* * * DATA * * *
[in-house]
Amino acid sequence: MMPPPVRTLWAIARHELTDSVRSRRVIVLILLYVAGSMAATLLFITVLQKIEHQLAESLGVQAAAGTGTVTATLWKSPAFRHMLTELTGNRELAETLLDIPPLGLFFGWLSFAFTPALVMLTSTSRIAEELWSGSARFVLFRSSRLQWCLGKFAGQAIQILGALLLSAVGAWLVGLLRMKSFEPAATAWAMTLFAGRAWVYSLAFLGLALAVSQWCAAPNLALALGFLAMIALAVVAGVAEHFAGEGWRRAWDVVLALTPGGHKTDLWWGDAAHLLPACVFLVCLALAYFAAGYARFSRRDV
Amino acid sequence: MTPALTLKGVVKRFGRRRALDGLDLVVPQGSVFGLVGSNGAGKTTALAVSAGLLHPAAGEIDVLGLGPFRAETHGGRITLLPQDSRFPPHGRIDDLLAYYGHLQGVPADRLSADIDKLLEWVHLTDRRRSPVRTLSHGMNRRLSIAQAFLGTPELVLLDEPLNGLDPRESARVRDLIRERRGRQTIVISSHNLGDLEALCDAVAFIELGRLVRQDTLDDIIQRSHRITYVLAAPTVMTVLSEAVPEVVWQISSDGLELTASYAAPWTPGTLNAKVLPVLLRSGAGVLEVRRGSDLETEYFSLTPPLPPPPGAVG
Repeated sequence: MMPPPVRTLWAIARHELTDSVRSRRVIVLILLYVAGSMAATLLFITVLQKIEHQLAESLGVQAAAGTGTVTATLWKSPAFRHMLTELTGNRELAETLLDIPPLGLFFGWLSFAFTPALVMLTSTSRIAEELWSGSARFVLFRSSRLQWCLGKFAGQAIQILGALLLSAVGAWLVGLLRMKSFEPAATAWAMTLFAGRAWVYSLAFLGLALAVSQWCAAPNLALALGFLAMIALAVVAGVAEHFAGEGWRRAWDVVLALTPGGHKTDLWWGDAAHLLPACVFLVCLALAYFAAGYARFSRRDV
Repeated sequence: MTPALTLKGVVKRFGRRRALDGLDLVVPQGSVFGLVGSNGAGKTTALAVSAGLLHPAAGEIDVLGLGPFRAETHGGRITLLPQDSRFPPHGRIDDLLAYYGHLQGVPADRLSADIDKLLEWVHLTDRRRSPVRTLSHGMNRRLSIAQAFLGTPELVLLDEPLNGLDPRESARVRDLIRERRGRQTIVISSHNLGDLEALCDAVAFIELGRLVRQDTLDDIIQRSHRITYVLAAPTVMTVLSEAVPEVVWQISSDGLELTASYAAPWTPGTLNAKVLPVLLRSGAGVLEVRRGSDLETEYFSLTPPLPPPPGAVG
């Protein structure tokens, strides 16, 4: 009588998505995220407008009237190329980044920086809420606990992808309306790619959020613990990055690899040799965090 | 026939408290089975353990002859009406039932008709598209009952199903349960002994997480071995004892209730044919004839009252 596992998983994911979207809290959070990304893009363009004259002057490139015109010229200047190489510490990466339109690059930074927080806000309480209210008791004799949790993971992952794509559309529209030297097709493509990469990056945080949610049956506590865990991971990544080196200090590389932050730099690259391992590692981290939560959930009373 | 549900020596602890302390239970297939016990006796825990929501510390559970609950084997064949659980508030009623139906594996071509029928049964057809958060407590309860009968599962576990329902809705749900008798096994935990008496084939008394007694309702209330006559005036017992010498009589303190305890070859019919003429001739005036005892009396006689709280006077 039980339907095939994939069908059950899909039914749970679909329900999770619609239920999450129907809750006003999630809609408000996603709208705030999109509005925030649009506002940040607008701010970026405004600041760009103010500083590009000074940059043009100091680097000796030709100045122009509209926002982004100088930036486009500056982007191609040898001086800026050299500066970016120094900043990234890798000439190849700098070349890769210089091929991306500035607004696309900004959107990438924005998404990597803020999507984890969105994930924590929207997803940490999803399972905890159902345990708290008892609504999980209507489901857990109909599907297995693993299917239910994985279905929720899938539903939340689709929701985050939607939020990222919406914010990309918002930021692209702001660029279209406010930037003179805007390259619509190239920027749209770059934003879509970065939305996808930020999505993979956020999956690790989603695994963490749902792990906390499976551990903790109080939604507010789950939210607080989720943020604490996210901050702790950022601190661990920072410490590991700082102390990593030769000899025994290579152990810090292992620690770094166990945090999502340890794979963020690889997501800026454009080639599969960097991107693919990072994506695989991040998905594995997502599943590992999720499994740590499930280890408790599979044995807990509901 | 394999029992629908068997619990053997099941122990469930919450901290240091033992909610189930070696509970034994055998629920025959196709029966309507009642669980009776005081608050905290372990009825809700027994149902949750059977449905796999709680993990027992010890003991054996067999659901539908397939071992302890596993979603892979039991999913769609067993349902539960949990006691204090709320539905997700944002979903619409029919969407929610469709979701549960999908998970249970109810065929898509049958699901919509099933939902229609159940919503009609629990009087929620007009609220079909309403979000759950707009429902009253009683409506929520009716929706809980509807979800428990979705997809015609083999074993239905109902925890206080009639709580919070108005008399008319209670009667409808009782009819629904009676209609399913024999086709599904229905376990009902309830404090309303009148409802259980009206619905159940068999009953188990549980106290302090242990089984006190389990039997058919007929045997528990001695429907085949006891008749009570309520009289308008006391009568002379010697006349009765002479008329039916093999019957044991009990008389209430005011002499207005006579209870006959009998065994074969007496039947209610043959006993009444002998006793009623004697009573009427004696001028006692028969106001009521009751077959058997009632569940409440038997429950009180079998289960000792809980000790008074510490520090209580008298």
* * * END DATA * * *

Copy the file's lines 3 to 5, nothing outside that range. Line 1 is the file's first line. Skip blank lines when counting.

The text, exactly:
Amino acid sequence: MTPALTLKGVVKRFGRRRALDGLDLVVPQGSVFGLVGSNGAGKTTALAVSAGLLHPAAGEIDVLGLGPFRAETHGGRITLLPQDSRFPPHGRIDDLLAYYGHLQGVPADRLSADIDKLLEWVHLTDRRRSPVRTLSHGMNRRLSIAQAFLGTPELVLLDEPLNGLDPRESARVRDLIRERRGRQTIVISSHNLGDLEALCDAVAFIELGRLVRQDTLDDIIQRSHRITYVLAAPTVMTVLSEAVPEVVWQISSDGLELTASYAAPWTPGTLNAKVLPVLLRSGAGVLEVRRGSDLETEYFSLTPPLPPPPGAVG
Repeated sequence: MMPPPVRTLWAIARHELTDSVRSRRVIVLILLYVAGSMAATLLFITVLQKIEHQLAESLGVQAAAGTGTVTATLWKSPAFRHMLTELTGNRELAETLLDIPPLGLFFGWLSFAFTPALVMLTSTSRIAEELWSGSARFVLFRSSRLQWCLGKFAGQAIQILGALLLSAVGAWLVGLLRMKSFEPAATAWAMTLFAGRAWVYSLAFLGLALAVSQWCAAPNLALALGFLAMIALAVVAGVAEHFAGEGWRRAWDVVLALTPGGHKTDLWWGDAAHLLPACVFLVCLALAYFAAGYARFSRRDV
Repeated sequence: MTPALTLKGVVKRFGRRRALDGLDLVVPQGSVFGLVGSNGAGKTTALAVSAGLLHPAAGEIDVLGLGPFRAETHGGRITLLPQDSRFPPHGRIDDLLAYYGHLQGVPADRLSADIDKLLEWVHLTDRRRSPVRTLSHGMNRRLSIAQAFLGTPELVLLDEPLNGLDPRESARVRDLIRERRGRQTIVISSHNLGDLEALCDAVAFIELGRLVRQDTLDDIIQRSHRITYVLAAPTVMTVLSEAVPEVVWQISSDGLELTASYAAPWTPGTLNAKVLPVLLRSGAGVLEVRRGSDLETEYFSLTPPLPPPPGAVG